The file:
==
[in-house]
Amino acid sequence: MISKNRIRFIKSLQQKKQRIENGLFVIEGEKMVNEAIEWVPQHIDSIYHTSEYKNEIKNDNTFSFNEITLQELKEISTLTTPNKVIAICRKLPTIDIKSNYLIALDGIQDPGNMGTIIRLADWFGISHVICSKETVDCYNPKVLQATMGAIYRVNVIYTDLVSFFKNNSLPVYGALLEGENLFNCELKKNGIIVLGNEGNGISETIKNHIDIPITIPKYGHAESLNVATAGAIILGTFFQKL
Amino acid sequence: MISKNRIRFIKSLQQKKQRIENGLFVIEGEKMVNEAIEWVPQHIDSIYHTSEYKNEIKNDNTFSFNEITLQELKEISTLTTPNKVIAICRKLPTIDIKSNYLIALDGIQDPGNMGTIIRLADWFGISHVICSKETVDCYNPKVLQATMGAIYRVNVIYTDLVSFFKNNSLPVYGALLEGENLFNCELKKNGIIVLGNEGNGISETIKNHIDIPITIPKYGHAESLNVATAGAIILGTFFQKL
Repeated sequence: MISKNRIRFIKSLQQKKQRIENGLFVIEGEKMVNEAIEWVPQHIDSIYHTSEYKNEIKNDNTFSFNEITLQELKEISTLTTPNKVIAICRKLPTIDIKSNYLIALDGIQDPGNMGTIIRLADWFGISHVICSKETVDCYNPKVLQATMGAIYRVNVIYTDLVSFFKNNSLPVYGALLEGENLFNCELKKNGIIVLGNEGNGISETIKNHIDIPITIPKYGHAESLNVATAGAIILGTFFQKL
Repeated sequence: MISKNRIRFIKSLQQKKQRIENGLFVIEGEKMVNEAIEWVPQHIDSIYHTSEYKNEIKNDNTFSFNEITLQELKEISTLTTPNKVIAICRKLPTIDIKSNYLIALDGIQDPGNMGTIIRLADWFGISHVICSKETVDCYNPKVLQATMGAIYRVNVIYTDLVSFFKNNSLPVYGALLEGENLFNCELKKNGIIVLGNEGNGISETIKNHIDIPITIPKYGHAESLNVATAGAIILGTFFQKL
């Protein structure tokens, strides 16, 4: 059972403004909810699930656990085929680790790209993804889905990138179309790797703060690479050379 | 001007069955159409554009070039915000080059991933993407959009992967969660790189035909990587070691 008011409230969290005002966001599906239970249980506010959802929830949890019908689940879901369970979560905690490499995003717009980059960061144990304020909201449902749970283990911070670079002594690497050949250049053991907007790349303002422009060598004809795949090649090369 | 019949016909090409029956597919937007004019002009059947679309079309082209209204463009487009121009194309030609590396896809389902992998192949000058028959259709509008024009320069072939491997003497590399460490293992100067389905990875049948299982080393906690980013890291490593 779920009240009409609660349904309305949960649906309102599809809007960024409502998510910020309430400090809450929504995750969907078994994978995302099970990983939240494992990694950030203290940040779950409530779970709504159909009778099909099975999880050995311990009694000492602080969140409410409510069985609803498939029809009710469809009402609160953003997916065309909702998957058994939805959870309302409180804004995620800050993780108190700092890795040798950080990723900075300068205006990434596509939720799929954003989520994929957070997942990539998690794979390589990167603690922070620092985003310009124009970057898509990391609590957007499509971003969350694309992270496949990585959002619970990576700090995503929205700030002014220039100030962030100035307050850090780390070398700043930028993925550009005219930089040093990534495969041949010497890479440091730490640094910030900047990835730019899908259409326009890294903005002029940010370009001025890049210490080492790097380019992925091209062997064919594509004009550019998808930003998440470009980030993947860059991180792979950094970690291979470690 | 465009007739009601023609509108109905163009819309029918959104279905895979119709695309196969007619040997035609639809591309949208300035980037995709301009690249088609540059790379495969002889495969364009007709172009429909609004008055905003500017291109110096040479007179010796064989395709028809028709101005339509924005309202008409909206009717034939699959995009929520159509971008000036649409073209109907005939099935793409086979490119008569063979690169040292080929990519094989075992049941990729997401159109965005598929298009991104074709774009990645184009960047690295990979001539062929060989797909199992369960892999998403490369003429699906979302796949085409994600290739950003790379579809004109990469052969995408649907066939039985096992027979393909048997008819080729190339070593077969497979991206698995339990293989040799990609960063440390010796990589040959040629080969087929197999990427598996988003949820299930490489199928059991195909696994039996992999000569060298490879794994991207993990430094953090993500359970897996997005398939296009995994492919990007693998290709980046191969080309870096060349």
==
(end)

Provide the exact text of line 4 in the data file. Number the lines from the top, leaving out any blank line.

Repeated sequence: MISKNRIRFIKSLQQKKQRIENGLFVIEGEKMVNEAIEWVPQHIDSIYHTSEYKNEIKNDNTFSFNEITLQELKEISTLTTPNKVIAICRKLPTIDIKSNYLIALDGIQDPGNMGTIIRLADWFGISHVICSKETVDCYNPKVLQATMGAIYRVNVIYTDLVSFFKNNSLPVYGALLEGENLFNCELKKNGIIVLGNEGNGISETIKNHIDIPITIPKYGHAESLNVATAGAIILGTFFQKL